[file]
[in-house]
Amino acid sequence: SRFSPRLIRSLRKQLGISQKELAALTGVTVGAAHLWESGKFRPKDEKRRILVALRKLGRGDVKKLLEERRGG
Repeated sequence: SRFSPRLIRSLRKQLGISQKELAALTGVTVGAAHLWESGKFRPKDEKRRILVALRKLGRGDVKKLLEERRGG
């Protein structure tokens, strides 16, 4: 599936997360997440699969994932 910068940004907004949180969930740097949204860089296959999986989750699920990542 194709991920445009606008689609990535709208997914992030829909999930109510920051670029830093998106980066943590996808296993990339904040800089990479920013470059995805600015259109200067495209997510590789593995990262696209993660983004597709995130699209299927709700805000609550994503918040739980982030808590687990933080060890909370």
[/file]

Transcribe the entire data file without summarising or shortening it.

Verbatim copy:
[in-house]
Amino acid sequence: SRFSPRLIRSLRKQLGISQKELAALTGVTVGAAHLWESGKFRPKDEKRRILVALRKLGRGDVKKLLEERRGG
Repeated sequence: SRFSPRLIRSLRKQLGISQKELAALTGVTVGAAHLWESGKFRPKDEKRRILVALRKLGRGDVKKLLEERRGG
């Protein structure tokens, strides 16, 4: 599936997360997440699969994932 910068940004907004949180969930740097949204860089296959999986989750699920990542 194709991920445009606008689609990535709208997914992030829909999930109510920051670029830093998106980066943590996808296993990339904040800089990479920013470059995805600015259109200067495209997510590789593995990262696209993660983004597709995130699209299927709700805000609550994503918040739980982030808590687990933080060890909370």